Praying for the Dead: A Merciful Act

Catholics are called by Christ to comfort those who mourn the loss of a loved one. A vigil, the funeral liturgy, and the rite of committal are each a part of the process of mourning the loss of a member of the Catholic faithful.

In Corinthians, St. Paul offers a reminder that the body is a temple; what happens to that temple when it is done serving God on earth holds great importance to members of the Catholic Church. The splendor of Catholic funeral rites offers a channel through which grief and remembrance can flow, but the merciful duty of those left to grieve is not complete upon burial. Burying the dead grants the body rest from pain; the flesh respites within sacred ground, cared for by Catholics performing the vital corporal acts of mercy decreed unto them by scripture, creed, and tradition. Though physically separated, those who have passed remain connected spiritually and therefore must be prayed for.

Living members of the Church are reminded, “You may not grieve like the rest, who have no hope. For if we believe that Jesus died and rose, so too will God, through Jesus, bring with him those who have fallen asleep.” 1 Thessalonians 4:14

The book of Tobit conveys the idea of courage in burying the dead. Tobit’s courage shown by burying the victims of King Sennacherib has inspired many. However, a different courage is required of Catholics today; the courage to remember, to show strength in the face of pain and grief by continuing to honor and pray for the dead.

Serving to fulfill both a corporal work of mercy by burying the dead, and a spiritual work of mercy by praying for the dead, those who remain in this life doubly honor God with a Mass of remembrance.

Therefore, to honor those who have passed, and are part of the Communion of Saints, a Mass was conducted at St. Joseph Cemetery on Memorial Day, Monday, May 27 at 10:30 a.m.; Msgr. Earl. V. Provenza presided.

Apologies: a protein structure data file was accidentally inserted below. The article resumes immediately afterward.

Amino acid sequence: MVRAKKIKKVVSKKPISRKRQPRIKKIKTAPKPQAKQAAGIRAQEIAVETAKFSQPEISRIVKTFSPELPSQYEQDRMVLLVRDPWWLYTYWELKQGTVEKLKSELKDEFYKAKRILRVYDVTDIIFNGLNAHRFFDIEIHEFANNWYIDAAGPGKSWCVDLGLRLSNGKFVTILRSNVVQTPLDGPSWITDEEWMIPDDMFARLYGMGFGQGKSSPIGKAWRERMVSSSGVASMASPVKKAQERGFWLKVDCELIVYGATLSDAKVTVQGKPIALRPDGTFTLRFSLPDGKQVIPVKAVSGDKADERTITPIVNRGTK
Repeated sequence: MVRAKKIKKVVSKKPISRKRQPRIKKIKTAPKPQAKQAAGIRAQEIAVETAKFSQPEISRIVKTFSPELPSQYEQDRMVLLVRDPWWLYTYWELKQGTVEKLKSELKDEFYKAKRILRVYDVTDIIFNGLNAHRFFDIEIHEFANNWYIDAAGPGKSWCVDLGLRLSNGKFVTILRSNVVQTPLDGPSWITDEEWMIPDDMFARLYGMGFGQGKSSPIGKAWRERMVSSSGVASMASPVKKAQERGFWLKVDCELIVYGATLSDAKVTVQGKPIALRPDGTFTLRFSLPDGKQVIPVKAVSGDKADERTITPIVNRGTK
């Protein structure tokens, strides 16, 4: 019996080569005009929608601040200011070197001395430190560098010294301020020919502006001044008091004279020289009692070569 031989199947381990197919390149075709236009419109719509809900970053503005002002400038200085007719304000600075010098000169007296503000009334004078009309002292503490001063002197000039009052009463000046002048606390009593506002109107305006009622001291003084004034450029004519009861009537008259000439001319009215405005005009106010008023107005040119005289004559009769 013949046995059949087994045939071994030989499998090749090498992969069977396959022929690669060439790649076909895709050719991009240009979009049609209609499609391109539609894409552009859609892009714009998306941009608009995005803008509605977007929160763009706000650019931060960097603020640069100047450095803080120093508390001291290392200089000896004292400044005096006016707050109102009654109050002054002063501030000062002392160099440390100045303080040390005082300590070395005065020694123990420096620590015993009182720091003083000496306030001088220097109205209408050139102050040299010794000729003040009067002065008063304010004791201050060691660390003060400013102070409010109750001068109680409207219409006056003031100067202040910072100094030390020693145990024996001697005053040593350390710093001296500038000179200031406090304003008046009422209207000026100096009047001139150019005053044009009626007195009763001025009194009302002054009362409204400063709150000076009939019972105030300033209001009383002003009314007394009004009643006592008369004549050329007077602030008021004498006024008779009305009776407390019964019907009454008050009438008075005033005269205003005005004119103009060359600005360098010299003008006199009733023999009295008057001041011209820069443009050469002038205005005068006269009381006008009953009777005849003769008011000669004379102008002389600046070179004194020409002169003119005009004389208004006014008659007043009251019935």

For information on caring for the memorials of those interred at St. Joseph Cemetery, please contact the Diocese of Shreveport at (318) 868-4441 or email Kate Rhea at krhea@dioshpt.org or Randy Tiller, Chancellor at rtiller@dioshpt.org. The Diocese of Shreveport is honored to care for family and loved ones resting at St. Joseph Cemetery and offers options for tombstone repair, upkeep, or upgrades in addition to perpetual care. Please see the projects that have been completed and are scheduled for action. Thank you to everyone who has donated funds to assist with giving a face lift to St. Joseph Cemetery.

St. Joseph Cemetery Completed and Working Projects

Due to weather, the reconstruction of the crypts for the Yellow Fever priests has been temporarily delayed. However, as soon as we get a few dry days the crypts will be framed in concrete in order to replace the tops with the new granite registers. Project cost: $7,500.

Through generous donations we have the funding for the new granite tops for the priests who succumbed to the yellow fever epidemic in 1873. Project cost: $15,000

If groups would like to get together to cover costs for putting the same granite ledgers on the crypts of the deceased pastors of Holy Trinity, project cost is approximately $5,000 each.

Additional donations have been received to repair the steps up to the memorial statue at the Calvary Monument. Other necessary renovations for the Calvary Monument will cost $5,000.

We are still in the process of contacting families to request that they cover the cost of the renovations of their family plots. If you would like to make a donation to this cause, please contact the Diocese of Shreveport to inquire about the costs associated with cleaning, repositioning or ground entombments.
Additional information will be forthcoming as we move to the next areas of concern in the cemetery. We are working toward completing as many of the projects as we can over the course of this summer.

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